Republican candidate Bob Turner -- who's running for the 9th district Congressional seat vacated by former Rep. Anthony Weiner after his sexting scandal -- is defending his use of the burning Twin Towers in a campaign ad targeting Democratic rival, David Weprin.
In the ad, Turner attacks Weprin -- and President Obama -- for supporting the right of a Muslim group to build a mosque near Ground Zero. When asked if the image of the flaming towers was insensitive, Turner responded to PIX 11, "I think it's more insensitive to try and build a mosque." Turner added, "This is a sore point. This area (the 9th Congressional district) lost a number of people."
Turner is following in the steps of Missouri Republican Roy Blunt, who was criticized for using the mosque issue in a campaign ad last year, when he was running against a Democratic incumbent for the U.S. Senate. Blunt pulled the ad -- and he was eventually elected to the Senate. Turner said he had no intention of pulling his spot, which is running on cable channels in Brooklyn and Queens. "Let them say what they want," Turner told PIX 11. "We're going to run this election honestly and squarely and let the chips fall where they may."
Democratic Assemblyman, David Weprin -- Turner's opponent for the Congressional seat -- said of the ad, "I was totally disgusted by it." He told PIX 11 outside his campaign headquarters in Forest Hills, "I have friends that died in 9/11, and at this point, to bring that up, I thought was very inappropriate." Weprin said the U.S. has "freedom of religion, and they have a legal right to build a mosque."
This was Turner's first TV ad, being aired before the September 13th special election for Weiner's seat, which happens to be two days after the tenth anniversary of the 9/11 terror attacks. When we asked Turner, a former TV executive, if perhaps the debate should be geared toward the struggling economy, he acknowledged people are probably more worried about their financial situation than the mosque. "It is the principle issue right now," Turner said, "jobs and the economy and the lack of leadership in Washington." He said he believes the economic concerns of his constituents would drive votes his way.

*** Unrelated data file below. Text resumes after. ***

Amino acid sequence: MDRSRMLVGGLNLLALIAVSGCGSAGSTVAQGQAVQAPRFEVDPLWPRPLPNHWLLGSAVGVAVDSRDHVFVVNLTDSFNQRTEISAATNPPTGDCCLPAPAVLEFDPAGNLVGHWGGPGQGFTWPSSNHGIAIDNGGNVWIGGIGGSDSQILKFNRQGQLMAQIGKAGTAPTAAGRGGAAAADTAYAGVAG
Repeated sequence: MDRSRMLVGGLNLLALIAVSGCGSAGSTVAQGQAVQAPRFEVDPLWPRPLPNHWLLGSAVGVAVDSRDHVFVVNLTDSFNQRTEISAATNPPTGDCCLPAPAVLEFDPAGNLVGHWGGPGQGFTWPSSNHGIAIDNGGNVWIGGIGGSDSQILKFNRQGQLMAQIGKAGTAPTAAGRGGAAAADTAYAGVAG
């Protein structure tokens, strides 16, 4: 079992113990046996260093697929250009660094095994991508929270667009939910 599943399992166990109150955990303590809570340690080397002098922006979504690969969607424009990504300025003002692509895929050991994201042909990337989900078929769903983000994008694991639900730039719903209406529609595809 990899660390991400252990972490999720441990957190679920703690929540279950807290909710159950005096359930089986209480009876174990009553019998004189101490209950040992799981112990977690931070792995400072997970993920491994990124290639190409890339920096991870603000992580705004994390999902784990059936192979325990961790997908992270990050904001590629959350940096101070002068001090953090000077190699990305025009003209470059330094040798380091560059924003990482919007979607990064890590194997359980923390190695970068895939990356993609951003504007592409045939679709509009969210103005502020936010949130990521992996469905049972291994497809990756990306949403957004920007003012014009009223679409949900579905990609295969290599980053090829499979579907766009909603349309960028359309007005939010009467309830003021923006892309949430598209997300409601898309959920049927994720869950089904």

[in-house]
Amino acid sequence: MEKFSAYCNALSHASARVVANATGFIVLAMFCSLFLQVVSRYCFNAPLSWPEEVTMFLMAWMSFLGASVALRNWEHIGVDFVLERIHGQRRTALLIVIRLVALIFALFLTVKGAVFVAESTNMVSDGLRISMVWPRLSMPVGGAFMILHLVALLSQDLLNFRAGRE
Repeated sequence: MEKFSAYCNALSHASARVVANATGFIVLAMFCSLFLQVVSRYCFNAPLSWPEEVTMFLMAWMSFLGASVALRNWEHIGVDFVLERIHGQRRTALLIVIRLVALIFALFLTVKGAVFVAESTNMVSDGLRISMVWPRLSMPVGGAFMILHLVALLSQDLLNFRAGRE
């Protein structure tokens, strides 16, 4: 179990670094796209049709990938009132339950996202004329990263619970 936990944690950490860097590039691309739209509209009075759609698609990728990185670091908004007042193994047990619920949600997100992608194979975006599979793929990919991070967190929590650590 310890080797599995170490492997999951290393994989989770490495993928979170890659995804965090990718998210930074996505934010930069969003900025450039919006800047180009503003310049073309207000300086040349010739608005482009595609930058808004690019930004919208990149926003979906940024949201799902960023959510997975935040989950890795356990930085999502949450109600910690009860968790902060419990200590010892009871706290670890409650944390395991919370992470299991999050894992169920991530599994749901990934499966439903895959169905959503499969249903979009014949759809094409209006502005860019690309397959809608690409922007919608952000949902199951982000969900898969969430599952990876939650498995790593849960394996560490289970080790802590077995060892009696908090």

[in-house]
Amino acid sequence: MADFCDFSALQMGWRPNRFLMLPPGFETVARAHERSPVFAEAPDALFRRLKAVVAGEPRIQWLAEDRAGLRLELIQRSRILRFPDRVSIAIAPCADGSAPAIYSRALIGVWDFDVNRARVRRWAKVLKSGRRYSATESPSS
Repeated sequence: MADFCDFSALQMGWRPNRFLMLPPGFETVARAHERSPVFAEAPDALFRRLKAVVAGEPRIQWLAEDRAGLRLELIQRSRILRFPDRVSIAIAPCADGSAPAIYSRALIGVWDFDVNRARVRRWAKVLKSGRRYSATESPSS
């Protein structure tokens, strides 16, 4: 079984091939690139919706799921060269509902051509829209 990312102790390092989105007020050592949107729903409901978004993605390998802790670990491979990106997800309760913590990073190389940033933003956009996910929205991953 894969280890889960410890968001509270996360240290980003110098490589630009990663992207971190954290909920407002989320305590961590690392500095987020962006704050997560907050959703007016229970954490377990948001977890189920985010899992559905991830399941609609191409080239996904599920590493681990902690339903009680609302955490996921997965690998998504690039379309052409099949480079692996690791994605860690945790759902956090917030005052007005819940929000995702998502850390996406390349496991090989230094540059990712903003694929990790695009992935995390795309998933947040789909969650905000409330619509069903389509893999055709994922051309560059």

Weprin, for his part, said, "In the City Council, I fought very hard to help small businesses affected by the aftermath of 9/11" and he said he lobbied for the Zadroga Health Care law. Weprin added, "I'm fighting to preserve Social Security, Medicare and Medicaid. He's taking a Tea Party position of no taxes, under any circumstances."
A large strategy board in Turner's Howard Beach campaign headquarters acknowledged a Siena poll showing he's six points behind Weprin. A note on the board said, "32 days left. Close the gap."
When we visited a Howard Beach senior center, after Turner made a campaign stop there, a couple of older voters said they didn't like the idea of the burning towers in the TV ad. "What he should do is talk about what he intends to do, more than the past," remarked Connie Pionegro, a senior citizen from Ozone Park.
Lou Mascaro observed, "I don't like when people use stuff like that. I don't like it at all." Yet Mascaro said he would be open-minded about the candidates and their positions on other issues.
Billy Santoro, a fisherman in Howard Beach, didn't seem bothered by the TV ad. "He's got to do what he's got to do," Santoro told PIX 11.Copyright © 2014, Los Angeles Times